Tale of a businessman's rebirth as human rights activist

On the fiftieth anniversary of UN human rights declaration, a growing army of local crusaders gives added force to the movement.

Every working day for the past decade, Martin Wassell has trekked to a small, windowless office here for another 10 hours of relentless phoning, faxing, and letter writing.

A former television ad man in Britain, Mr. Wassell quit that business after several trips to Tibet profoundly changed his life.

Now he's traded business suits for Levis and he drives a vintage-model Toyota, but this committed human rights activist draws immeasurable satisfaction from his long days coordinating protests, candlelight vigils, and other events to spotlight his concerns about China's treatment of Tibet. "Human rights is not a right or left issue, a rich or poor issue, but a spiritual issue affecting everyone," says Wassell.

He is part of a growing army of lone-eagle operatives within the human rights community - individuals working outside the usual venues.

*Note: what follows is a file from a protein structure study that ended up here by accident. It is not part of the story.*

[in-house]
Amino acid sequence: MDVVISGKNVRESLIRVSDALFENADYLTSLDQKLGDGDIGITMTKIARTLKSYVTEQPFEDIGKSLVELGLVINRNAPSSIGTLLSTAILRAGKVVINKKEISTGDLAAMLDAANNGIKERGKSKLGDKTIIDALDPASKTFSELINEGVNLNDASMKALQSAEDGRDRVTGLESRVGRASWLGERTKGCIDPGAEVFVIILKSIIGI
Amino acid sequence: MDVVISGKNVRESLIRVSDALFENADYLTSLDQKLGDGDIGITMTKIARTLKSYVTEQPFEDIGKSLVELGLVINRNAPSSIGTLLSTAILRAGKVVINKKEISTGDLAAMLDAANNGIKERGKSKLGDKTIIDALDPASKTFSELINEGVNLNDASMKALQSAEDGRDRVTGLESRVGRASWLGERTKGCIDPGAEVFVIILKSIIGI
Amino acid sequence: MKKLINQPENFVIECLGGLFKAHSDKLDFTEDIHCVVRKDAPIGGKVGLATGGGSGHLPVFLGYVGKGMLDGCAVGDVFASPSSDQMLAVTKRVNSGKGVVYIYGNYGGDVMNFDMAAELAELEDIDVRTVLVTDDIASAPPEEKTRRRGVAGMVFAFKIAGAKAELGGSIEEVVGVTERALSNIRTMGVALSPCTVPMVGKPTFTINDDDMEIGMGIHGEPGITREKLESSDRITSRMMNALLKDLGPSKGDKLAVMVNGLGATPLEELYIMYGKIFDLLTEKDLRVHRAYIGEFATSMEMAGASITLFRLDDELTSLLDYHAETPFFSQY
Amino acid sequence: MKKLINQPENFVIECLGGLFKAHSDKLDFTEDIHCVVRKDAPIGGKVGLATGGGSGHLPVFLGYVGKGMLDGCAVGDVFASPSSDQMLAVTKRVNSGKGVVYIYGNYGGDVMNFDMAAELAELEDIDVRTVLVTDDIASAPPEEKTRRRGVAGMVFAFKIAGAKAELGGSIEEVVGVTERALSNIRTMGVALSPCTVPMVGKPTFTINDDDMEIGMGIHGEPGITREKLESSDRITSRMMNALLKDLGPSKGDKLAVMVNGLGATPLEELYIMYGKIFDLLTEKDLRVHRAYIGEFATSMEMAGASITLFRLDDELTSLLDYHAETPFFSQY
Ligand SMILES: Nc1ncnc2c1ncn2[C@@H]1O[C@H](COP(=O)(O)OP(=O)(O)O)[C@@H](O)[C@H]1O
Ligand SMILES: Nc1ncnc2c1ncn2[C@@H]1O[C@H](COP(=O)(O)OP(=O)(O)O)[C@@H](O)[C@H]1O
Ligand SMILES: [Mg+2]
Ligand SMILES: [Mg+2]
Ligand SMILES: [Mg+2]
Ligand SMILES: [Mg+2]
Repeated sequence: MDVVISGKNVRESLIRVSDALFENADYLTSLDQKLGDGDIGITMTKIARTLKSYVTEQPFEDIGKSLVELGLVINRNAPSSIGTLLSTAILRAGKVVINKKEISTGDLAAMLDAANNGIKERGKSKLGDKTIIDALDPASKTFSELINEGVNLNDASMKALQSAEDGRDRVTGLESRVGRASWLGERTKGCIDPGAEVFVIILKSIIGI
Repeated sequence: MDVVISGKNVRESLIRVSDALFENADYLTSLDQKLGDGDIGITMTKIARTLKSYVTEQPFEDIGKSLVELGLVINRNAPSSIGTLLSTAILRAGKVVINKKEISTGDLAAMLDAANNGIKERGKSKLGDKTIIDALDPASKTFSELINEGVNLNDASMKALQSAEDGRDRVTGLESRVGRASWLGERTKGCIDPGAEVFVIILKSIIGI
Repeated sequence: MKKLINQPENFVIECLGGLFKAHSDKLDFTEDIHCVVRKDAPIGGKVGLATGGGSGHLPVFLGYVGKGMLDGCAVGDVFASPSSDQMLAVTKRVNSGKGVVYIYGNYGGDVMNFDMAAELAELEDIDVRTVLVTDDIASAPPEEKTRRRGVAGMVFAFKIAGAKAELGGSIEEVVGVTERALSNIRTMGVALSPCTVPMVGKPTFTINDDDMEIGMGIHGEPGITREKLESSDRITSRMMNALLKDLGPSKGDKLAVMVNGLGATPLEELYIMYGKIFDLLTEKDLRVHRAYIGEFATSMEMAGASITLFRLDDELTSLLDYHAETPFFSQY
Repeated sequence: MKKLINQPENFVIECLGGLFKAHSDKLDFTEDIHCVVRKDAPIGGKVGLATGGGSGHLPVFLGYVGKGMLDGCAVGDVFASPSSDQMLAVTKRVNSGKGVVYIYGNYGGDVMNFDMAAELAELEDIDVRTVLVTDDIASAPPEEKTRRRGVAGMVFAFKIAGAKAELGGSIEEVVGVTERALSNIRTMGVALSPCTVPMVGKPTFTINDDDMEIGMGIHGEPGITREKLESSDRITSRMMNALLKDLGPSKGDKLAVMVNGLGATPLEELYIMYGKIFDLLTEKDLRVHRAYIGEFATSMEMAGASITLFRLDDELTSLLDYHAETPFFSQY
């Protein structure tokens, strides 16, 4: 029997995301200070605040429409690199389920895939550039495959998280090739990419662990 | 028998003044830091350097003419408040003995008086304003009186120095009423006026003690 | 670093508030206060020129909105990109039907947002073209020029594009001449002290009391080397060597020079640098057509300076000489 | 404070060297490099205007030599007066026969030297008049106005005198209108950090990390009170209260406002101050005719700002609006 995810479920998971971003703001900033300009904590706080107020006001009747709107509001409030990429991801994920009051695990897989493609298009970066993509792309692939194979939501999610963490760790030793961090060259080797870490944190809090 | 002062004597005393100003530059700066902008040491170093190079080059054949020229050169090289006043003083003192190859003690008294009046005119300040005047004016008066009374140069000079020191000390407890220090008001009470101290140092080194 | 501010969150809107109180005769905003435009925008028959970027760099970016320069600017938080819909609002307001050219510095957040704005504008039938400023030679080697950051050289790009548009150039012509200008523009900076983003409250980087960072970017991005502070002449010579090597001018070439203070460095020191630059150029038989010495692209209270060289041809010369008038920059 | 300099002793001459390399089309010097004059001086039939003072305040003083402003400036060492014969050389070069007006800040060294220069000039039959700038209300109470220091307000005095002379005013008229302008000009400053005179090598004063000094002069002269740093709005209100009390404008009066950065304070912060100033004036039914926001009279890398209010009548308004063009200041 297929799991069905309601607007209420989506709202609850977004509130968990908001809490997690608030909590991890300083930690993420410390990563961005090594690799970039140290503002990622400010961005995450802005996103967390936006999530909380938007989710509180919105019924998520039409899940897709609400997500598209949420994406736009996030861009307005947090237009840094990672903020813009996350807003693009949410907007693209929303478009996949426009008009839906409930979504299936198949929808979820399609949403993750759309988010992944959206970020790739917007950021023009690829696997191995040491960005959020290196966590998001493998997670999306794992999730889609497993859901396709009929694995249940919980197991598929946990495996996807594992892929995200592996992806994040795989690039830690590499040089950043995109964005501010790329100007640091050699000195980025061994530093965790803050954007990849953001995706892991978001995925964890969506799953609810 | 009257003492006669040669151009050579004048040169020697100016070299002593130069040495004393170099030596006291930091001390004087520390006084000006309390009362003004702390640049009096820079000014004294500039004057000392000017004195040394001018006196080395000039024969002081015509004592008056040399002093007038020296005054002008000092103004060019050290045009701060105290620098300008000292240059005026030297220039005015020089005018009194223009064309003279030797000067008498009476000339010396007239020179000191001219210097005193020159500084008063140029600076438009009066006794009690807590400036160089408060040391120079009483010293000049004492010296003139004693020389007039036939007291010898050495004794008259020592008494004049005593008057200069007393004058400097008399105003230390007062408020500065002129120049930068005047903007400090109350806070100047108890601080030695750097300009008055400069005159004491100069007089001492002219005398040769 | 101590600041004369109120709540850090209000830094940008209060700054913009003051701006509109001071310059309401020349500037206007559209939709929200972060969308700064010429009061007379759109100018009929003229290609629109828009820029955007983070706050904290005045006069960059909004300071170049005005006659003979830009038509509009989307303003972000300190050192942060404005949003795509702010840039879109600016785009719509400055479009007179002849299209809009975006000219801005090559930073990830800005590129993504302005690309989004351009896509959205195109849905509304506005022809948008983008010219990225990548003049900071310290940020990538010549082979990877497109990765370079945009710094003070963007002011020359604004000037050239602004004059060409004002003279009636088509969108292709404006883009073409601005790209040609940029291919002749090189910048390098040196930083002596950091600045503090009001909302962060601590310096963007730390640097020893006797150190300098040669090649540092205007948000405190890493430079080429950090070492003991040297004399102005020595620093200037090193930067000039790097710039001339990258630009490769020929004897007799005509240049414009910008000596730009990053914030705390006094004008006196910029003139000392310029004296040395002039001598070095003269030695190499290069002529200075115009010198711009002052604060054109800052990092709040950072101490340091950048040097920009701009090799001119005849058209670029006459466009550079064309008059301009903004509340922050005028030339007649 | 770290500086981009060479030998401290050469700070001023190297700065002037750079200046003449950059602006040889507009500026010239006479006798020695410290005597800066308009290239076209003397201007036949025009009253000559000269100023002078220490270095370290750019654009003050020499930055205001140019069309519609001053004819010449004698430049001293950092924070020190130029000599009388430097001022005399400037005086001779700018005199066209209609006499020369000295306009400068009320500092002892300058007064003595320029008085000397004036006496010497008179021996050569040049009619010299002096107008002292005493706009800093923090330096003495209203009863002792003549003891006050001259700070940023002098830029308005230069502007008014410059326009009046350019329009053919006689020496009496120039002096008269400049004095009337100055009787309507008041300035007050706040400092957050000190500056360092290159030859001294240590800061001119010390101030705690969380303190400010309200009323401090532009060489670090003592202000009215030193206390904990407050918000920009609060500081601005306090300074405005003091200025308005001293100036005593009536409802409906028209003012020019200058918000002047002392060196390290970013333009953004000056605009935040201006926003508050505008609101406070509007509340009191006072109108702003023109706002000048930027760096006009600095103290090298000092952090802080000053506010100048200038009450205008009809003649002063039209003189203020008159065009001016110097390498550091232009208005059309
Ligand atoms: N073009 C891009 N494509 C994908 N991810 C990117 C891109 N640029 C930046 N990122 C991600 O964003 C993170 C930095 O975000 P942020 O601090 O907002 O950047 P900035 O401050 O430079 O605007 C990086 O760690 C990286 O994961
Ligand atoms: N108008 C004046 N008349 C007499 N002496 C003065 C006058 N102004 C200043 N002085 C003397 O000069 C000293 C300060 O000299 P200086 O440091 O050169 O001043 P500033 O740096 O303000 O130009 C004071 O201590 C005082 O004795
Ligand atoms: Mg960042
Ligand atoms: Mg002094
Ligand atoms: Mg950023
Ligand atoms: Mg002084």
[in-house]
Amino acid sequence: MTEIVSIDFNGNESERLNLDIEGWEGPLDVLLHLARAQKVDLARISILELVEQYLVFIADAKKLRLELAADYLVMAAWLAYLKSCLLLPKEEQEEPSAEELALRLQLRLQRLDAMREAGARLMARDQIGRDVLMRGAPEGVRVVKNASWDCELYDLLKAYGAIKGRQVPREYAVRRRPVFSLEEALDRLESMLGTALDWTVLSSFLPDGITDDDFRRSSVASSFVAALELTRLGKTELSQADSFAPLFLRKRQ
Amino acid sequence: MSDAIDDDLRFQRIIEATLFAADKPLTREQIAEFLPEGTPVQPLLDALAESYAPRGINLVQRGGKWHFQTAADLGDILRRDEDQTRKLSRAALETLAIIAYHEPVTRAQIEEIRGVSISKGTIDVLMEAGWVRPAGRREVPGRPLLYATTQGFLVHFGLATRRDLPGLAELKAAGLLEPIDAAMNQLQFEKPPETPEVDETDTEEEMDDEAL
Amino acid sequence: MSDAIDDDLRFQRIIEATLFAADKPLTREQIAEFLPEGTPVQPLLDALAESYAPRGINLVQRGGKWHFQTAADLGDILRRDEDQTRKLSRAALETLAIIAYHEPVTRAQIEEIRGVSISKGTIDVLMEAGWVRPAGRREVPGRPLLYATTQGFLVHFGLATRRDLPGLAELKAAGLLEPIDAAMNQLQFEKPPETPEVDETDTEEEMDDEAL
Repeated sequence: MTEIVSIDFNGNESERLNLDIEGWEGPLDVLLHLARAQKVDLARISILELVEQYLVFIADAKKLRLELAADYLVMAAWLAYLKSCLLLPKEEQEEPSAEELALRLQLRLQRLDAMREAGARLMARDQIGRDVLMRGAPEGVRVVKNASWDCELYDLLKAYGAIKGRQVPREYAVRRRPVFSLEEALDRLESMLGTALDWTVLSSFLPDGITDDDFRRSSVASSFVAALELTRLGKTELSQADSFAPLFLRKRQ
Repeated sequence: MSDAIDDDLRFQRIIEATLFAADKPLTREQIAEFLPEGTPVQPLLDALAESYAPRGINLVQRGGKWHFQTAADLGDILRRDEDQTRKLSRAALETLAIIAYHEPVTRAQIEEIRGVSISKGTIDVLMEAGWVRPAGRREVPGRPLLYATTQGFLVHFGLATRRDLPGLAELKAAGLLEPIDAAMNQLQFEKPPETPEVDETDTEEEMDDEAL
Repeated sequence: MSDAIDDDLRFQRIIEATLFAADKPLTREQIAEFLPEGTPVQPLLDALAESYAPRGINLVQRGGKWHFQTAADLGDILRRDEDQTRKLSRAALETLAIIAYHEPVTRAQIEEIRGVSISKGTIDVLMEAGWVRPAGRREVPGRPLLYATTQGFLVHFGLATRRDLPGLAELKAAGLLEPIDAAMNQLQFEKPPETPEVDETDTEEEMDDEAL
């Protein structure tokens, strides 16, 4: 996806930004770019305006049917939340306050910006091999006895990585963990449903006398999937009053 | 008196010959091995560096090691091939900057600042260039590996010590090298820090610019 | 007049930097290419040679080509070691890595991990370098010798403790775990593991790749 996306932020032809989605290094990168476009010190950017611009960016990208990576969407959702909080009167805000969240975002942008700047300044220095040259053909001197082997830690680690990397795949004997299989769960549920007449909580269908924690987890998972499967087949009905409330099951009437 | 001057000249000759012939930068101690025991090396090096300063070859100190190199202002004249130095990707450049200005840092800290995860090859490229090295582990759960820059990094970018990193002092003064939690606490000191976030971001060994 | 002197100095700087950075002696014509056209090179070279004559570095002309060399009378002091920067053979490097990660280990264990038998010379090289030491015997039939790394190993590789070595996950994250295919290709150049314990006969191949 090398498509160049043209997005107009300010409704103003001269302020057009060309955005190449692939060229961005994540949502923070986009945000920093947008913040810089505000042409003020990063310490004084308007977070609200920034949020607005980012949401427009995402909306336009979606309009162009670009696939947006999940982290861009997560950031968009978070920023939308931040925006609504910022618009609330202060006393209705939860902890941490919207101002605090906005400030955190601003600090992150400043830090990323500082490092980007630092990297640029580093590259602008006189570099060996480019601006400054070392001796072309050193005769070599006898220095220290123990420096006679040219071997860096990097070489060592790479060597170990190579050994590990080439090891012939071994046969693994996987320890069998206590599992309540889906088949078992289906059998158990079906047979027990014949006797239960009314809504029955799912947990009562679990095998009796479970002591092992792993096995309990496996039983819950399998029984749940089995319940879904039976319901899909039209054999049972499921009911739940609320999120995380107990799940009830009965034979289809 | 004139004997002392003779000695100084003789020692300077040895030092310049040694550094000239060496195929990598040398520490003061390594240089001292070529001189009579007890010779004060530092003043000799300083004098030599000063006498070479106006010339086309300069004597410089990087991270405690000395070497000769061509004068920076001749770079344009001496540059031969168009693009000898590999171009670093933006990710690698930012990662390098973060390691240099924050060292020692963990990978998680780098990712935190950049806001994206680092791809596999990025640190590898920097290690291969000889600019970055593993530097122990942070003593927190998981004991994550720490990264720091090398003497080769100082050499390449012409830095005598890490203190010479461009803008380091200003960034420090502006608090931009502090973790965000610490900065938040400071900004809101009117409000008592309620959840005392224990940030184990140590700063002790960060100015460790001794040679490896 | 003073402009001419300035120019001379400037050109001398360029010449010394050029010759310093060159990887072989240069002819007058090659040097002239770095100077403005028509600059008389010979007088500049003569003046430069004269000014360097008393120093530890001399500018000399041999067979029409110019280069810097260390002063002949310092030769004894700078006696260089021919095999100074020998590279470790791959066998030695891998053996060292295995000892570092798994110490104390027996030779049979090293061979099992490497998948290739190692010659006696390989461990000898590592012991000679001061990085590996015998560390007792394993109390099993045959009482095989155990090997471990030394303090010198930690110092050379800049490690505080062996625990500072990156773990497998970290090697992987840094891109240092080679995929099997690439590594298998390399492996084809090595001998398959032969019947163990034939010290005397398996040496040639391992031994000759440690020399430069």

Today, as the human rights community celebrates the 50th anniversary of the Universal Declaration of Human Rights (UDHR), these activists are giving added impetus to a burgeoning global activism.

Using Internet technology to network globally and protest locally, they work alone or within larger groups to coordinate grass-roots activities, from "cyber-events" to sit-ins, to publicize human rights abuses.

Alongside the large human rights groups whose names might more easily roll off the lips of average Americans, such as Amnesty International and Human Rights Watch, "smaller organizers are increasingly taking their place in the human rights spotlight," says Philip Harvey, who tracks the groups and is a professor at Rutgers School of Law in New Jersey.

"If you walk into nearly any office in America and ask even educated people what they know about the Universal Declaration of Human Rights, a very large majority will tell you, 'zip,' " says Jack Healey, director of the Human Rights Action Center in Washington.

Many people remain largely unaware of the continuing abuses that have claimed 150 million lives this century, experts say. This lack of interest is reflected in the activists' cramped offices and tiny budgets. Relying on grants, donations, local fund-raising, and armies of volunteers, the activists often subsist in quiet obscurity.

Human rights enters the world stage

The UDHR - the key document that supports worldwide human rights efforts - was passed without dissent by the United Nations in 1948 after the Nazi Holocaust. Eleanor Roosevelt, the US delegate to the UN in 1945, chaired the UN commission that drafted the UDHR.